Puzzle Cubicle Review (XBLIG)
Posted by Jim Cook, Jul 19, 2012 07:44
Puzzle Cubicle is very honest about what it is. It presents players with several jigsaw puzzles (usually no more than a few dozen pieces) that have only one correct way to be assembled. They generally depict an overhead view of workplace cubicles, so many pieces initially look alike until you realize they have different carpet colors. It’s your job to assemble the cubicles so they all have matching colors and complete walls. This may not sound very ambitious, but for a dollar it only has to deliver on the basic concept. Thankfully, it does just that.
The controls are very simple to learn; left stick or d-pad moves your cursor, A picks up and drops pieces, B cancels what you’re doing, triggers rotate the currently held piece, and the bumpers change what music you’re listening to. Beyond that, it’s mostly trial and error until you figure out where each part of the puzzle goes. You’re not totally left to fend for yourself, though. The aforementioned carpet colors on each piece give you at least a basic idea of which things go together, and you are outright told where the first few pieces go. Combined with the rules on how walls must be assembled, you’ll eventually figure out what to do. Puzzles are divided into Easy, Medium, and Hard categories, though players can jump between most of them as you wish.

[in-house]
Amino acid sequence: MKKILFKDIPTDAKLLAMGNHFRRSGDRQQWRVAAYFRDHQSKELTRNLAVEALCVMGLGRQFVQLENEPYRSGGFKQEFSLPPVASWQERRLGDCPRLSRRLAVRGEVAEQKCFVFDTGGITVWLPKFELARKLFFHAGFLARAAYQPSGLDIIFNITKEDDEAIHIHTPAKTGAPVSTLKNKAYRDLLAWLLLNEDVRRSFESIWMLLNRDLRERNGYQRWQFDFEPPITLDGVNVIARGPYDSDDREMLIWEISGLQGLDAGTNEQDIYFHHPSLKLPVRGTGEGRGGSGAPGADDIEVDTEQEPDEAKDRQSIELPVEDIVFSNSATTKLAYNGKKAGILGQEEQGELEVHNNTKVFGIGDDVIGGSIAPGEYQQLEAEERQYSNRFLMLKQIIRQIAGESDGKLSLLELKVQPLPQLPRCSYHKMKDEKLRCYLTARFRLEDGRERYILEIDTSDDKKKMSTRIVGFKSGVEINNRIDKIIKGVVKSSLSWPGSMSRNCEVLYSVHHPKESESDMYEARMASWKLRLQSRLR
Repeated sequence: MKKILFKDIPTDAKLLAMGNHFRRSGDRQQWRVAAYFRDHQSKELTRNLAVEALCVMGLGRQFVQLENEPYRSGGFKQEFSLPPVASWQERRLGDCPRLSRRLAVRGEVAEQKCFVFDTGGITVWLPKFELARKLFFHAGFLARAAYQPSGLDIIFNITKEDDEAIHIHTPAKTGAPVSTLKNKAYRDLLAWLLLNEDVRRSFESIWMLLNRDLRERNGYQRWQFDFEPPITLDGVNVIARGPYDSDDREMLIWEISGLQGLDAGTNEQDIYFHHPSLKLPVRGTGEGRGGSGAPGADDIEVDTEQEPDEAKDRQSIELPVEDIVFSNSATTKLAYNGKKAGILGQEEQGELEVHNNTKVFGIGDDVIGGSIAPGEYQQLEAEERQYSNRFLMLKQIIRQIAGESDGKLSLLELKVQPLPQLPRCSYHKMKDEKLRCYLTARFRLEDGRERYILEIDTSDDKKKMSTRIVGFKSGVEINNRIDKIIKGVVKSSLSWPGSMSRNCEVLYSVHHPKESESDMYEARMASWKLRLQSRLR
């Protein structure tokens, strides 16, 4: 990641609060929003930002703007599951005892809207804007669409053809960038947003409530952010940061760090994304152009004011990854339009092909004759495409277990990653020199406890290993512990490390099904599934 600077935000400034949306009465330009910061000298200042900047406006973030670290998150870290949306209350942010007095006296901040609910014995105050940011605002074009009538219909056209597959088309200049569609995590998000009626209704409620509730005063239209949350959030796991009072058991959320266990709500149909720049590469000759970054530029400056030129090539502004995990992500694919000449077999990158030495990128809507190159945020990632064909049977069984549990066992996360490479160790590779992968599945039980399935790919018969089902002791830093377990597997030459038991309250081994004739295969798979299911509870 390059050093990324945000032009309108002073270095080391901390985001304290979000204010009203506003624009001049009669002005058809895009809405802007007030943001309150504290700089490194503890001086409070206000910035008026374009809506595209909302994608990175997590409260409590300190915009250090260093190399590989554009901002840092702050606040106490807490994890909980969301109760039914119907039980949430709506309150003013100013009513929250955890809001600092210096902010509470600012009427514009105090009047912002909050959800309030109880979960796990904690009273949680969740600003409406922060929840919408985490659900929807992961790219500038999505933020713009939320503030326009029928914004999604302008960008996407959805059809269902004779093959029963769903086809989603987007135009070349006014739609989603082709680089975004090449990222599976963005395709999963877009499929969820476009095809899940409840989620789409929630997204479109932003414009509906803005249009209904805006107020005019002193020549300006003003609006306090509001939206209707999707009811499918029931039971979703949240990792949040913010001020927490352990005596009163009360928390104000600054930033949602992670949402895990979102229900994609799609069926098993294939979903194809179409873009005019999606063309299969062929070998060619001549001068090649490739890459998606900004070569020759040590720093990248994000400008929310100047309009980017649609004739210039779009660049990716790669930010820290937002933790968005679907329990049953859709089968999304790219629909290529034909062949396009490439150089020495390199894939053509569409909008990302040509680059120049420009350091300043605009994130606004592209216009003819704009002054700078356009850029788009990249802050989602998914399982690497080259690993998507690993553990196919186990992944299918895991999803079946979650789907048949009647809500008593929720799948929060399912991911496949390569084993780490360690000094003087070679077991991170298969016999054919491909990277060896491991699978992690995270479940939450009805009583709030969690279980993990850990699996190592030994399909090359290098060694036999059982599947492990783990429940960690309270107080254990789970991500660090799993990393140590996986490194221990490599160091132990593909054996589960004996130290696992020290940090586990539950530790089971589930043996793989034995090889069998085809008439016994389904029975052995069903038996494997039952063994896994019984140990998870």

Beyond the puzzles, the only noteworthy elements lie in its presentation. The graphics are simple but functional, which is all a game of this sort really needs. On the other hand, the music is surprisingly fitting. Most tracks are slow, softer pieces that fit the pace of having to think things through, and you’re welcome to cycle between music mid-puzzle. None of this is particularly amazing work, but it’s good enough and does add a little to the package.
With a game this simple, it’s fair to wonder who would benefit from Puzzle Cubicle. Your $1 USD/80 Microsoft Points buys several puzzles plus some decent music to go with it, and that is pretty much the sum of the product. I think two groups will be well served by it, though. The first is anyone seeking a very inexpensive time-killer, while the second is families. So long as your child has basic problem solving skills, this could make for a great ’teamwork game’ between parents and kids for a few evenings. For a mere dollar, that’s not bad at all.
This review was based on a download of the Xbox Live Indie Games/Xbox 360 version, provided by Geek Mode Games.
Rating: 0.0, votes: 0